Friday, December 5, 2008

Top 5 Intelligence Analysis Methods: What Makes A Good Method? (List, Part 2)

Part 1 -- Introduction

There are a number of good analytic methods available. If you are ever at a loss for a method (or just want to see a really good taxonomy of methods) check out the Principles of Forecasting site. Specifically, look at the methodology tree and the selection tree (You can see a screen shot below but you really owe it to yourself to look at the interactive site or, at least, download the PDF).

While I strongly support the International Institute of Forecasters and all of their good work, I have rarely had the kind of data in the real-world intelligence problems on which I have worked that would allow me to be comfortable using many of the methods that they have listed. I'll be honest; these guys have spent a lifetime thinking about forecasting and deriving a taxonomy of methods so I am probably the one who is wrong but the methods I find most useful -- over and over again -- are simply not on their list.

What makes for a useful intelligence analysis method? Based primarily on my experience with real-world intelligence problems and with teaching entry-level analysts a wide variety of methods, I think there are four primary factors: Validity, simplicity, flexibility and the method's ability to work with unstructured data.

  • Validity. There needs to be at least some evidence to suggest that the method actually improves the intelligence estimate and there should not be strong evidence suggesting that the method does not work. Many of today's "generally accepted" methods and multipliers fail to meet this test. Developing and analyzing scenarios and devil's advocacy are two examples. Tetlock took a hard look at one kind of common scenario development method and found it wanting yet this research is almost universally unknown to intelligence analysts. As Steve Rieber has pointed out, there is no real research to support the use of Devil's Advocacy despite its support by the Senate Select Committee on Intelligence. It is surprising to find that many of today's commonly used intelligence analysis "methods" are, in reality, little more than tribal lore passed down from one generation to another.
  • Simplicity. All successful intelligence analysts are smart but even when they have PHDs, you find a reluctance to use complex and, more importantly, time consuming methods. Due to the error inherent in the data available to most intelligence professionals, the benefit derived from using these methods simply doesn't appear to most analysts to outweigh their costs. To be "simple" by my definition, a method should be able to be taught in a reasonable amount of time and the analyst should be able to see themselves using the method in real-world situations. Analytic methods that actually help communicate the analysis to the decisionmaker or that help evaluate the intelligence process after the fact get extra credit.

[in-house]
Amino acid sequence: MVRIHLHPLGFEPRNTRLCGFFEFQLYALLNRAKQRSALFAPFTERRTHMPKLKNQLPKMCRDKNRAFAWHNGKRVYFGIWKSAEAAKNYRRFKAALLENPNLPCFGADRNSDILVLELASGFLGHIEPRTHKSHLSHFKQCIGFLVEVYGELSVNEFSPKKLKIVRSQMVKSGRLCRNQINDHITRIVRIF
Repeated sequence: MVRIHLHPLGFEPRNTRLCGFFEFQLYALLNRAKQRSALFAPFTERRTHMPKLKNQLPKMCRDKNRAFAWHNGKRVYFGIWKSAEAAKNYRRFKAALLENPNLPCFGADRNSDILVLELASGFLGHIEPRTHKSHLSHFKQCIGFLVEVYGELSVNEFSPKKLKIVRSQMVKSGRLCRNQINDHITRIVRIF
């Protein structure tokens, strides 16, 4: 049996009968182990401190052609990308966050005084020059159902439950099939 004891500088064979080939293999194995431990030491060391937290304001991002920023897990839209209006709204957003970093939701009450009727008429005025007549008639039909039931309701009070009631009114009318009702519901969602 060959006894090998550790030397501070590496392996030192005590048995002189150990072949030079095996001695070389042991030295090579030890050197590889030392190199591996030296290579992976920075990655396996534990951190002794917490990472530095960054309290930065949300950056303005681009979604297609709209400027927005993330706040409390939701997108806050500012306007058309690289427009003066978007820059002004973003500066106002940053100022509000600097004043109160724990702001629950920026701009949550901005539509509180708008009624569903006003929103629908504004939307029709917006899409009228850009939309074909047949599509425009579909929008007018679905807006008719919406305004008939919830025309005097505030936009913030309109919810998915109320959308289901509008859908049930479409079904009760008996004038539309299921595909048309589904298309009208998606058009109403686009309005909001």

• Flexibility. Analysts consistently find themsleves in a wide variety of situations. Sometimes these sistuations are tactical and sometimes they are strategic; sometimes the analyst is a subject matter expert and sometimes they are not. In this post Cold War world, it seems to me that national security analysts are getting dragged from one portfolio to another at an accelerating pace. I remember, for example, when all sorts of Russian analysts were re-branded as newly minted Balkans analysts in the 90's and I suspect that several months ago a number of African or Korean analysts suddenly found themselves on a Georgia-Russia Analytic Team trying to figure out what was likely to happen next in South Ossetia. A really good method should work in all these types of situations and across all the disciplines of intelligence as well.
  • Works With Unstructured Data. One of the things that distinguishes, in my mind, intelligence work from other analytic work is that intelligence deals primarily in unstructured data. Intelligence data does not come in neat columns and rows on Excel spreadsheets. It comes in a variety of forms and is often wrong, incomplete or even deliberately deceptive. An intelligence method that fails to acknowledge this, that needs "clean" data to get good results, is a less useful method in my mind.

I am sure that there are other factors that one should consider when selecting an analytic method (and, please, put yours in the comments!) but these are the ones that seem most important to me.

Monday: Method #5...

1 comment:

Anonymous said...

Another good factor when considering an analysis tool may be one that inherently invites a critique from others. In other words, it tries get analysis in a collaborative environment and invites efforts to disprove the forecast (like ACH with evidence being consistent or inconsistent with the forecast) in a collaborative environment to determine the assessment’s validity.